I survived a roasting from the world coffee industry’s governing body

Author: Willian Sharpe   Date Posted:13 November 2018 

I survived a roasting from the world coffee industry’s governing body main image I survived a roasting from the world coffee industry’s governing body image

I survived a roasting from the world coffee industry’s governing body

This week I gained the highest certification at my level in the coffee industry being announced as a licensed Q Arabica Grader, and whether it’s from all the coffee I sampled throughout the assessment or the feel-good endorphins from accomplishing a significant life goal, I am buzzing with excitement!

 

To say this test is hard is an understatement. The failure rate of the required assessments is very high, with a pass rate of about 25 per cent. There are only approximately 87 qualified Q Graders in Australia, and globally there’s about 5,500 of us – that’s roughly on par with the population of Fortitude Valley in Brisbane.

 

To sit for the examination, you need to participate in the six-day program hosted by the Coffee Quality Institute which allows for three days of preparation and three days for assessment. It’s a gruelling week on the mind and senses, putting participants through 19 complex sensory tests to score our understanding of coffee aromas, flavours, defects and raw grading. Essentially, we are being tested on a skill commonly known as ‘cupping’.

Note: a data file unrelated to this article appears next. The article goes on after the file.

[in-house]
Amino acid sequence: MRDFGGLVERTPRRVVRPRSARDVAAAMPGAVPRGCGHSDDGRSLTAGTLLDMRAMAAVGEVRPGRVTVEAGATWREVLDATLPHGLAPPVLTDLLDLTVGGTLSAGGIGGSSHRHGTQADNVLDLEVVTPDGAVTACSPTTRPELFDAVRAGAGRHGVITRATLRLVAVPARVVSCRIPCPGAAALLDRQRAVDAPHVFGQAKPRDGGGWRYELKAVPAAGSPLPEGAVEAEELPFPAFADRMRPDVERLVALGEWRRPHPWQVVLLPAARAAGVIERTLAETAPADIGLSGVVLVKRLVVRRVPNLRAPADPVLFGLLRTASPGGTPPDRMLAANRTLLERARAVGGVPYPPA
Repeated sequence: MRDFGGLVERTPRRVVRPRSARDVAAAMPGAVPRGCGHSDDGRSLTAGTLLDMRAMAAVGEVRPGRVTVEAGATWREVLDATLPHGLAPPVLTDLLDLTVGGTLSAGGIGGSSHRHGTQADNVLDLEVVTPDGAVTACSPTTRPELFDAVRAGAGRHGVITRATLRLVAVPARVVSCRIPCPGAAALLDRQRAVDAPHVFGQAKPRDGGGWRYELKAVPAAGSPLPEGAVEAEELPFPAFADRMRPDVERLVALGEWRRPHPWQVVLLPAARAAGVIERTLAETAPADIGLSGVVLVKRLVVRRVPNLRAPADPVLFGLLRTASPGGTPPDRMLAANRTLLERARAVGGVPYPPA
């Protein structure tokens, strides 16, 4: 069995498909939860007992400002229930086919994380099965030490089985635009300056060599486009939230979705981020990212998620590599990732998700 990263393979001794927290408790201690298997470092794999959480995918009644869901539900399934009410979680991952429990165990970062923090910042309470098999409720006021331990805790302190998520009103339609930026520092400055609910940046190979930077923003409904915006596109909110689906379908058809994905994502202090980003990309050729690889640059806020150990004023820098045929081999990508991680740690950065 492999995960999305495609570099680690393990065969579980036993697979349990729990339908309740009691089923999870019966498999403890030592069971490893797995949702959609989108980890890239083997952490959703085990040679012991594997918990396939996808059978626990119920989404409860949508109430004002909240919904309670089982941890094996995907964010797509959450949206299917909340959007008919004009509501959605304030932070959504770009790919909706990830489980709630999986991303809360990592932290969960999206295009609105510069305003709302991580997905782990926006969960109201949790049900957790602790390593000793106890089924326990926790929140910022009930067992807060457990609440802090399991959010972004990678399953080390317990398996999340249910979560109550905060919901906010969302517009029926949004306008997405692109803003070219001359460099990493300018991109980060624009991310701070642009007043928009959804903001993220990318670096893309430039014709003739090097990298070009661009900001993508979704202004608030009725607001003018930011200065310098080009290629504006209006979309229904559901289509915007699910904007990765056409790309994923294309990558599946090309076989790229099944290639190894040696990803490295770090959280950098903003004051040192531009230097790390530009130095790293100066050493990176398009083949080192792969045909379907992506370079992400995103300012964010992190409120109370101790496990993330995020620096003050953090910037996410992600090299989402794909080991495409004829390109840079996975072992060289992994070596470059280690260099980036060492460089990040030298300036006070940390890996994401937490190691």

Coffee is very similar to wine in that it embodies different notes unique to its origin, and there’s a true science to coffee appreciation. The Q Grader program pushes your sensory skills to the absolute limit, with examinations such as identifying three levels of intensity of sweet, sour and salt in a cup of water in any number of combinations. For example, cup one might have sweetness level two and sour level three but no salt, cup two might have level three sweet, level three sour and level one salt, which to the untrained taster would easily miss. I was then asked to describe what each cup mix and intensities were.

 

The Program also required me to detect the types of acids that are found naturally in coffee and produced in the roasting process which is incredibility hard to distinguish to the untrained coffee consumer. I was also asked to identify a cup of coffee that has a defective bean out of the average of 40 beans in any one brew. 

 

 

It’s a highly sought-after position to be in, being able to grade and score coffee based on taste attributes such as flavour, balance, body, sweetness, acidity, aftertaste and uniformity. I can’t wait to implement my new accreditation and introduce new opportunities to Di Bella’s entire supply chain from our farmers and roasters to our customers.

 

Are you interested in becoming a Q Grader? These are my top four tips to help you accomplish your dream.

  1. Learn to appreciate different flavours. Let them sit on your tongue. Pay close attention to the varieties of berries, nuts, citruses, wines and spices.
  2. Drink lots of coffee – this goes without saying but it’s critical to drink lots of different types of coffee and really analyse them. I find drinking in groups the most beneficial because I can practice telling the group what I taste.
  3. Stay Hydrated. It’s good for your palate.
  4. Don’t overthink it – if you’re at the point in your career that you’re going for Q Grader certification, and you’ve done the appropriate preparation, then you already know your craft. Don’t be afraid to challenge what you taste and be confident in your conviction.

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